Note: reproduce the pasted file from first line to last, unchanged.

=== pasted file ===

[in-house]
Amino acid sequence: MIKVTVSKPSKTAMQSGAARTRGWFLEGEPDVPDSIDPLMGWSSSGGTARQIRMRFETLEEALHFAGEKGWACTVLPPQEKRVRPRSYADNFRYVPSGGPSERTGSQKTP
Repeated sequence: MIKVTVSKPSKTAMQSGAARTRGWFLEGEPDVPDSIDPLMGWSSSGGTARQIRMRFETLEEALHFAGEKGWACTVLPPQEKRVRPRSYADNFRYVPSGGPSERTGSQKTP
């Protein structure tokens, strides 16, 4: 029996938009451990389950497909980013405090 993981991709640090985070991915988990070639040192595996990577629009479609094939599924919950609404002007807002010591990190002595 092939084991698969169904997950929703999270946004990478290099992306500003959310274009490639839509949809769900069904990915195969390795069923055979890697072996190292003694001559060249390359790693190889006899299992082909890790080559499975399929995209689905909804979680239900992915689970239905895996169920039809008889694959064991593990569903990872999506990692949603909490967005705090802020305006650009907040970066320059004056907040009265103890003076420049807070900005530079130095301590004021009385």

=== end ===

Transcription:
[in-house]
Amino acid sequence: MIKVTVSKPSKTAMQSGAARTRGWFLEGEPDVPDSIDPLMGWSSSGGTARQIRMRFETLEEALHFAGEKGWACTVLPPQEKRVRPRSYADNFRYVPSGGPSERTGSQKTP
Repeated sequence: MIKVTVSKPSKTAMQSGAARTRGWFLEGEPDVPDSIDPLMGWSSSGGTARQIRMRFETLEEALHFAGEKGWACTVLPPQEKRVRPRSYADNFRYVPSGGPSERTGSQKTP
């Protein structure tokens, strides 16, 4: 029996938009451990389950497909980013405090 993981991709640090985070991915988990070639040192595996990577629009479609094939599924919950609404002007807002010591990190002595 092939084991698969169904997950929703999270946004990478290099992306500003959310274009490639839509949809769900069904990915195969390795069923055979890697072996190292003694001559060249390359790693190889006899299992082909890790080559499975399929995209689905909804979680239900992915689970239905895996169920039809008889694959064991593990569903990872999506990692949603909490967005705090802020305006650009907040970066320059004056907040009265103890003076420049807070900005530079130095301590004021009385």